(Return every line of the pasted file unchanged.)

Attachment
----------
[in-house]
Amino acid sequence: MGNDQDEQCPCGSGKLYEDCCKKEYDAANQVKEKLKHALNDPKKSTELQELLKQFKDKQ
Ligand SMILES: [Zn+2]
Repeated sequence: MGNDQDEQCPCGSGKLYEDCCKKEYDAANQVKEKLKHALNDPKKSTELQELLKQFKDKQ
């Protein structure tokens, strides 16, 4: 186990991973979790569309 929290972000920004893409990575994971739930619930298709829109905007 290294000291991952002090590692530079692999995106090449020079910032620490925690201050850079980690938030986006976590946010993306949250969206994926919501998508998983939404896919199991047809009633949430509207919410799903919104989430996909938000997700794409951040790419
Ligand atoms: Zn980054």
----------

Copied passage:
[in-house]
Amino acid sequence: MGNDQDEQCPCGSGKLYEDCCKKEYDAANQVKEKLKHALNDPKKSTELQELLKQFKDKQ
Ligand SMILES: [Zn+2]
Repeated sequence: MGNDQDEQCPCGSGKLYEDCCKKEYDAANQVKEKLKHALNDPKKSTELQELLKQFKDKQ
């Protein structure tokens, strides 16, 4: 186990991973979790569309 929290972000920004893409990575994971739930619930298709829109905007 290294000291991952002090590692530079692999995106090449020079910032620490925690201050850079980690938030986006976590946010993306949250969206994926919501998508998983939404896919199991047809009633949430509207919410799903919104989430996909938000997700794409951040790419
Ligand atoms: Zn980054």